Miller’s Monday Morning Message

Andrew MillerMiller’s Monday Morning Message
presented by ACM Consulting Inc.

Andrew Miller on operational excellence, strategy, life balance and everything in between

Toronto – April 29, 2013

We have this obsession with perfection that actually may be a detriment to our success. When you strive for perfection, you make everything black and white. You either achieve perfection or you fail. It’s as simple as that.

But when you strive for excellence, there is no finish line because excellence is in the eye of the beholder. Each organization and each individual has their own definition of what excellence would mean for them so you never actually “achieve” it. The success is in the journey.

Striving for excellence and pursuing it allows for incremental improvements. This ability does not exist when you focus on perfection. Even though when you try to achieve perfection you will inevitably make incremental improvements, you will never take advantage of them because of your pursuit of the perfect solution. Until you find that solution, you will consider the endeavour a failure.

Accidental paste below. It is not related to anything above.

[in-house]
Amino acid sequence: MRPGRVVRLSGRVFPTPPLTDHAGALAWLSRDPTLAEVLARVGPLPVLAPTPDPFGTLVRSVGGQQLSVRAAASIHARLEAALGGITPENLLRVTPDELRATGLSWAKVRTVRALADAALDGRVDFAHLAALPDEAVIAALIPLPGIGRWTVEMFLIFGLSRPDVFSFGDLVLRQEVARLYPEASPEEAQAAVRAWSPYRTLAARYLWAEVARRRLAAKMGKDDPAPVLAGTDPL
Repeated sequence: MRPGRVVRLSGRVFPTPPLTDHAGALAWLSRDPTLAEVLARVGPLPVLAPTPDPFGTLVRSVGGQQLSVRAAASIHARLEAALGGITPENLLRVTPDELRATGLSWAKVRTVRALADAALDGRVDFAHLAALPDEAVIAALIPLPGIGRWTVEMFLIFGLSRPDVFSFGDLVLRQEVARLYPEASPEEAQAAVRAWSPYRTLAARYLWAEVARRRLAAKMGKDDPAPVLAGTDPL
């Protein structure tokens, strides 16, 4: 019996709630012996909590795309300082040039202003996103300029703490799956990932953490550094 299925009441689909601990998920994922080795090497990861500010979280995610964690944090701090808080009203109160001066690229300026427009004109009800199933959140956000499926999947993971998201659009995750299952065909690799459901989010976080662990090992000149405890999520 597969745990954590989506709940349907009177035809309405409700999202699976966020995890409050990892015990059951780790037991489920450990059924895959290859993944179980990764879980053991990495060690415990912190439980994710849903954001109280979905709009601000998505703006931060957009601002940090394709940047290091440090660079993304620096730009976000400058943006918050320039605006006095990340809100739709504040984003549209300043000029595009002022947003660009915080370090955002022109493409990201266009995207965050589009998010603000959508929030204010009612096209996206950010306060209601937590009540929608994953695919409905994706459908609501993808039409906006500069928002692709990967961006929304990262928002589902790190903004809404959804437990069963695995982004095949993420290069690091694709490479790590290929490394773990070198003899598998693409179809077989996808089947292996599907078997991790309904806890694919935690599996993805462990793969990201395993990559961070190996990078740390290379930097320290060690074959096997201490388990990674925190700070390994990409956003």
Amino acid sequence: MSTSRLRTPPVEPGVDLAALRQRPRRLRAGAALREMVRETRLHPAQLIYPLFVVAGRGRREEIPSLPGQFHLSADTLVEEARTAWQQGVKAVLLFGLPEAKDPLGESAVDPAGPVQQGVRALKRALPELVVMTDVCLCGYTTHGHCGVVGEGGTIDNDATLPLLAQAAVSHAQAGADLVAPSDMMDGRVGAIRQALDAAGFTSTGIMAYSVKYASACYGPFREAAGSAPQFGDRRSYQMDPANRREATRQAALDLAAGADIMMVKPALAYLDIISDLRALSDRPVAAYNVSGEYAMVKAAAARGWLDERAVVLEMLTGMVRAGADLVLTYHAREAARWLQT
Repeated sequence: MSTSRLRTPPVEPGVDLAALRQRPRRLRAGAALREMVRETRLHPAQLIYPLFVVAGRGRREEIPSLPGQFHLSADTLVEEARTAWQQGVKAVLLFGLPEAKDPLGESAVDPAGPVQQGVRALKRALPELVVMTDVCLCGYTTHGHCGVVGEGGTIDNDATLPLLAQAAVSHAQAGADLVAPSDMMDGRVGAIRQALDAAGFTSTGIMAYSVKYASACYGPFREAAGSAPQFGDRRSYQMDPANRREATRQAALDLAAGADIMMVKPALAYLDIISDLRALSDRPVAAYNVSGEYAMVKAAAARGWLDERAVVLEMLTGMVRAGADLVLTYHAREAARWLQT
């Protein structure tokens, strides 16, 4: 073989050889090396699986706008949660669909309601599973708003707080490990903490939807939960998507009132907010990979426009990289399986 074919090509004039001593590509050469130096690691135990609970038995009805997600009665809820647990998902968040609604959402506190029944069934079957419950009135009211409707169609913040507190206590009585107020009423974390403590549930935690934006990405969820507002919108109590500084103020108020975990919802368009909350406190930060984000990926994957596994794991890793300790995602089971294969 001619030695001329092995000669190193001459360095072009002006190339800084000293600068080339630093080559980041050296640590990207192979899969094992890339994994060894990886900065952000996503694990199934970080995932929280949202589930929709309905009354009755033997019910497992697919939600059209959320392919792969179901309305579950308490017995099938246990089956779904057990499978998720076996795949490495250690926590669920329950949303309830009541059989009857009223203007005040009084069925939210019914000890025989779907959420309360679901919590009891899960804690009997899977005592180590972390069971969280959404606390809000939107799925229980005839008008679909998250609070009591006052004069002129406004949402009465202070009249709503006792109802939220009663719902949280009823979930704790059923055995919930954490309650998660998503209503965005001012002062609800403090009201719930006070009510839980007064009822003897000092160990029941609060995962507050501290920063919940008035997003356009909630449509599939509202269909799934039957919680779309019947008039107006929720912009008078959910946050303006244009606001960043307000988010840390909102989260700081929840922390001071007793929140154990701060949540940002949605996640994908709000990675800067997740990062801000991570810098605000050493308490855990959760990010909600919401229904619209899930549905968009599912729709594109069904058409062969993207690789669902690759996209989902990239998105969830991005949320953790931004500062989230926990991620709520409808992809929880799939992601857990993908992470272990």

When you strive for excellence, however you define it, you remove the pressure to be perfect. You don’t have to find the ultimate solution, only one that improves the current situation. Those constant incremental improvements are what separates the great companies and the great people from everyone else.

They are satisfied with incremental improvement because they are not chasing the abstract concept of perfection, they are chasing their own definition of excellence.

What’s your definition of excellence for you and your organization? I think once you answer that question you will have a clearer vision of where you want to be.

 
To request an interview or more information, please contact:
 
Andrew Miller
416-480-1336
 
Follow me on Twitter @AndrewMillerACM